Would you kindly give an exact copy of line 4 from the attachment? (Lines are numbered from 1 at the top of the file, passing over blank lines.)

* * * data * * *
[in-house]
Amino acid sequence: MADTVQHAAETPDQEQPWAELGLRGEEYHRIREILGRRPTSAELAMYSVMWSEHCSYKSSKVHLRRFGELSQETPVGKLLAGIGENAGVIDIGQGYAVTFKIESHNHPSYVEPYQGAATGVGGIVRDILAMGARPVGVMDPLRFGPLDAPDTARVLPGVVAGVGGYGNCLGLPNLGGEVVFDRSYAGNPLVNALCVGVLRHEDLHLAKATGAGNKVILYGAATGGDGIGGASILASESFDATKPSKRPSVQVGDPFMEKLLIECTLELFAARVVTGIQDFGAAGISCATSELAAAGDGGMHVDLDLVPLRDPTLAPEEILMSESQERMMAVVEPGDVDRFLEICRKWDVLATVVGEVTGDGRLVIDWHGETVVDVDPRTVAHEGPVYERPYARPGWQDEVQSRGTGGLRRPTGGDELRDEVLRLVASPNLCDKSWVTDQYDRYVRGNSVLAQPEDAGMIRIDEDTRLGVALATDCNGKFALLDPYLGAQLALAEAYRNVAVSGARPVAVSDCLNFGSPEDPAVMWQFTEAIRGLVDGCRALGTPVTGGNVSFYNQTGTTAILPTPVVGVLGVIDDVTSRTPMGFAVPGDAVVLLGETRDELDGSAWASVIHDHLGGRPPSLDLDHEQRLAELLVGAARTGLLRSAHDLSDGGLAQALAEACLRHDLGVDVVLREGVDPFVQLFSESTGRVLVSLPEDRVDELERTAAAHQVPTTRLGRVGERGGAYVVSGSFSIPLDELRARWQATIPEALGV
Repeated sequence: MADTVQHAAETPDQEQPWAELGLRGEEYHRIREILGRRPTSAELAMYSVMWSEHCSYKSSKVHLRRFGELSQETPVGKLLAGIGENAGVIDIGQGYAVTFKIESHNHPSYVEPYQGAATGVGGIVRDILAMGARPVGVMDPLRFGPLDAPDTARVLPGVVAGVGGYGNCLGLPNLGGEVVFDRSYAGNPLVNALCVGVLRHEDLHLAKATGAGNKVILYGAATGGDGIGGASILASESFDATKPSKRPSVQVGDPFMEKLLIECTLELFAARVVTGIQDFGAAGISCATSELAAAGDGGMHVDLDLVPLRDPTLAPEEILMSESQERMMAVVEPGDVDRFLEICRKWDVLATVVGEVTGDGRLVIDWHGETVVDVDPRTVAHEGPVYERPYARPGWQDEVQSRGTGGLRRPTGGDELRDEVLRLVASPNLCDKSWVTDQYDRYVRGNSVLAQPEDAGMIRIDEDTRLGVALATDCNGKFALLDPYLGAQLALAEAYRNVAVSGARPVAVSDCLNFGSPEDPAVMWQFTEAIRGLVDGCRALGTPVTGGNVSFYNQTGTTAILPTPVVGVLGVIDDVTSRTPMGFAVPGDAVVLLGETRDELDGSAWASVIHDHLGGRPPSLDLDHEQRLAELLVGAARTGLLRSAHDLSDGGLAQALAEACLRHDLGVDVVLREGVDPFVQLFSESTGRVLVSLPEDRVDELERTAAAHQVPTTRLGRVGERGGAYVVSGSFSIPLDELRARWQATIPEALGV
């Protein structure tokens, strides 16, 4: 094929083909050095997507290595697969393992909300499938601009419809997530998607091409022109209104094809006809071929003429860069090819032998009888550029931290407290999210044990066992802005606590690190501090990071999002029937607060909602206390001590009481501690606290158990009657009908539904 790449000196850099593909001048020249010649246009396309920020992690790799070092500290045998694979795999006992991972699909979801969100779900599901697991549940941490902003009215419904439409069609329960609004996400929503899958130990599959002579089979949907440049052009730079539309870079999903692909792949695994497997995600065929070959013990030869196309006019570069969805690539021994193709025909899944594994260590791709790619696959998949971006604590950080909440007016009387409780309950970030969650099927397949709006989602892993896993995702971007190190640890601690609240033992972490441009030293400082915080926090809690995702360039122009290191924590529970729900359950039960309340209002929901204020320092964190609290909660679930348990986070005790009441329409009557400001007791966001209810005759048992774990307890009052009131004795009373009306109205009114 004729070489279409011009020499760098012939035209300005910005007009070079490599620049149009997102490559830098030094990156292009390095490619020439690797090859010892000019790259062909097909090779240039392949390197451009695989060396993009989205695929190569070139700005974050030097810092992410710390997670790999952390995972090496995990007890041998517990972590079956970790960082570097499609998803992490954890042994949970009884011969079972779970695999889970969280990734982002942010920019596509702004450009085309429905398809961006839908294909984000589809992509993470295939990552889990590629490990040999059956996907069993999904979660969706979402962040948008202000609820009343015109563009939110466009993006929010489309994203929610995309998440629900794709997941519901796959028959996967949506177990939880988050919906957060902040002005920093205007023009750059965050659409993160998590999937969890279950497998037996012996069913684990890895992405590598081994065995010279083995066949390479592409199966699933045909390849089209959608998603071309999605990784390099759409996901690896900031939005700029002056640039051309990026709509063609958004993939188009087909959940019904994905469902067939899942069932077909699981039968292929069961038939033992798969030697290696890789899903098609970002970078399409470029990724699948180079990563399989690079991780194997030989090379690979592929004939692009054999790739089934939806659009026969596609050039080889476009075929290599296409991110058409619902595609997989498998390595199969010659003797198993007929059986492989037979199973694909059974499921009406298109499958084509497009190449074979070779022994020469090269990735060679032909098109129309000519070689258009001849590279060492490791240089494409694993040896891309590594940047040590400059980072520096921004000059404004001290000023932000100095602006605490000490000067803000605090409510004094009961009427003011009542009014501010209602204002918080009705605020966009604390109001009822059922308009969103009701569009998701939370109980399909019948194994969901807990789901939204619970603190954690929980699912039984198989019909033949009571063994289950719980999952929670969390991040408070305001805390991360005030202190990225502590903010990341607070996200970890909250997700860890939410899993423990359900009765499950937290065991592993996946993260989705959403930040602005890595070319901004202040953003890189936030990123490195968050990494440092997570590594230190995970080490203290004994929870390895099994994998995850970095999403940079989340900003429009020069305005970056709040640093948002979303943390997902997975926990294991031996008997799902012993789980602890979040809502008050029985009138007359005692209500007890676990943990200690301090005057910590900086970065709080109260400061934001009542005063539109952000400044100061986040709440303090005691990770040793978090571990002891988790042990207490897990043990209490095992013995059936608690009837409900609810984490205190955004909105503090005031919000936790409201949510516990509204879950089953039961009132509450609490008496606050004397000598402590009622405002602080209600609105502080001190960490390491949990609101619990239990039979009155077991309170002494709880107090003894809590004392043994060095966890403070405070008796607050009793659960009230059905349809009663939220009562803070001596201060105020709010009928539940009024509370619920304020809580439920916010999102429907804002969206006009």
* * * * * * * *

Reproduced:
């Protein structure tokens, strides 16, 4: 094929083909050095997507290595697969393992909300499938601009419809997530998607091409022109209104094809006809071929003429860069090819032998009888550029931290407290999210044990066992802005606590690190501090990071999002029937607060909602206390001590009481501690606290158990009657009908539904 790449000196850099593909001048020249010649246009396309920020992690790799070092500290045998694979795999006992991972699909979801969100779900599901697991549940941490902003009215419904439409069609329960609004996400929503899958130990599959002579089979949907440049052009730079539309870079999903692909792949695994497997995600065929070959013990030869196309006019570069969805690539021994193709025909899944594994260590791709790619696959998949971006604590950080909440007016009387409780309950970030969650099927397949709006989602892993896993995702971007190190640890601690609240033992972490441009030293400082915080926090809690995702360039122009290191924590529970729900359950039960309340209002929901204020320092964190609290909660679930348990986070005790009441329409009557400001007791966001209810005759048992774990307890009052009131004795009373009306109205009114 004729070489279409011009020499760098012939035209300005910005007009070079490599620049149009997102490559830098030094990156292009390095490619020439690797090859010892000019790259062909097909090779240039392949390197451009695989060396993009989205695929190569070139700005974050030097810092992410710390997670790999952390995972090496995990007890041998517990972590079956970790960082570097499609998803992490954890042994949970009884011969079972779970695999889970969280990734982002942010920019596509702004450009085309429905398809961006839908294909984000589809992509993470295939990552889990590629490990040999059956996907069993999904979660969706979402962040948008202000609820009343015109563009939110466009993006929010489309994203929610995309998440629900794709997941519901796959028959996967949506177990939880988050919906957060902040002005920093205007023009750059965050659409993160998590999937969890279950497998037996012996069913684990890895992405590598081994065995010279083995066949390479592409199966699933045909390849089209959608998603071309999605990784390099759409996901690896900031939005700029002056640039051309990026709509063609958004993939188009087909959940019904994905469902067939899942069932077909699981039968292929069961038939033992798969030697290696890789899903098609970002970078399409470029990724699948180079990563399989690079991780194997030989090379690979592929004939692009054999790739089934939806659009026969596609050039080889476009075929290599296409991110058409619902595609997989498998390595199969010659003797198993007929059986492989037979199973694909059974499921009406298109499958084509497009190449074979070779022994020469090269990735060679032909098109129309000519070689258009001849590279060492490791240089494409694993040896891309590594940047040590400059980072520096921004000059404004001290000023932000100095602006605490000490000067803000605090409510004094009961009427003011009542009014501010209602204002918080009705605020966009604390109001009822059922308009969103009701569009998701939370109980399909019948194994969901807990789901939204619970603190954690929980699912039984198989019909033949009571063994289950719980999952929670969390991040408070305001805390991360005030202190990225502590903010990341607070996200970890909250997700860890939410899993423990359900009765499950937290065991592993996946993260989705959403930040602005890595070319901004202040953003890189936030990123490195968050990494440092997570590594230190995970080490203290004994929870390895099994994998995850970095999403940079989340900003429009020069305005970056709040640093948002979303943390997902997975926990294991031996008997799902012993789980602890979040809502008050029985009138007359005692209500007890676990943990200690301090005057910590900086970065709080109260400061934001009542005063539109952000400044100061986040709440303090005691990770040793978090571990002891988790042990207490897990043990209490095992013995059936608690009837409900609810984490205190955004909105503090005031919000936790409201949510516990509204879950089953039961009132509450609490008496606050004397000598402590009622405002602080209600609105502080001190960490390491949990609101619990239990039979009155077991309170002494709880107090003894809590004392043994060095966890403070405070008796607050009793659960009230059905349809009663939220009562803070001596201060105020709010009928539940009024509370619920304020809580439920916010999102429907804002969206006009």